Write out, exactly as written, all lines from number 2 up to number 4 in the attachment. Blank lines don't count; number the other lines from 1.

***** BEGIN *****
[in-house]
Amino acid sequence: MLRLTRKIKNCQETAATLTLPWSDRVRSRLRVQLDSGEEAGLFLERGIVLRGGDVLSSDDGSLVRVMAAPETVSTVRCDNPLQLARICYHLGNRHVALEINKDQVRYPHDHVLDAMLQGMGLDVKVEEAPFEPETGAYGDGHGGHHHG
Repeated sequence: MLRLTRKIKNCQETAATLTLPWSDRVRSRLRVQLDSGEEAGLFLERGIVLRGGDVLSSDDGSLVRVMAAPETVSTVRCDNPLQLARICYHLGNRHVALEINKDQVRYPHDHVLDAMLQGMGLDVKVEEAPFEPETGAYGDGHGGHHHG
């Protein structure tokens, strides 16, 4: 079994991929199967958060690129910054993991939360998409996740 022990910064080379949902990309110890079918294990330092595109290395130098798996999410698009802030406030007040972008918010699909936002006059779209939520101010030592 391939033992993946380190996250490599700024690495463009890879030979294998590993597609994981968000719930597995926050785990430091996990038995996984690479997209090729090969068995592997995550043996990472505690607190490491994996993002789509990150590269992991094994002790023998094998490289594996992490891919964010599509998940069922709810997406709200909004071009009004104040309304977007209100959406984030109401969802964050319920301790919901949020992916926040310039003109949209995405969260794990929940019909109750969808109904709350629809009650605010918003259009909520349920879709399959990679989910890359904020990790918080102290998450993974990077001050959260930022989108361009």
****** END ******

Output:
Amino acid sequence: MLRLTRKIKNCQETAATLTLPWSDRVRSRLRVQLDSGEEAGLFLERGIVLRGGDVLSSDDGSLVRVMAAPETVSTVRCDNPLQLARICYHLGNRHVALEINKDQVRYPHDHVLDAMLQGMGLDVKVEEAPFEPETGAYGDGHGGHHHG
Repeated sequence: MLRLTRKIKNCQETAATLTLPWSDRVRSRLRVQLDSGEEAGLFLERGIVLRGGDVLSSDDGSLVRVMAAPETVSTVRCDNPLQLARICYHLGNRHVALEINKDQVRYPHDHVLDAMLQGMGLDVKVEEAPFEPETGAYGDGHGGHHHG
């Protein structure tokens, strides 16, 4: 079994991929199967958060690129910054993991939360998409996740 022990910064080379949902990309110890079918294990330092595109290395130098798996999410698009802030406030007040972008918010699909936002006059779209939520101010030592 391939033992993946380190996250490599700024690495463009890879030979294998590993597609994981968000719930597995926050785990430091996990038995996984690479997209090729090969068995592997995550043996990472505690607190490491994996993002789509990150590269992991094994002790023998094998490289594996992490891919964010599509998940069922709810997406709200909004071009009004104040309304977007209100959406984030109401969802964050319920301790919901949020992916926040310039003109949209995405969260794990929940019909109750969808109904709350629809009650605010918003259009909520349920879709399959990679989910890359904020990790918080102290998450993974990077001050959260930022989108361009």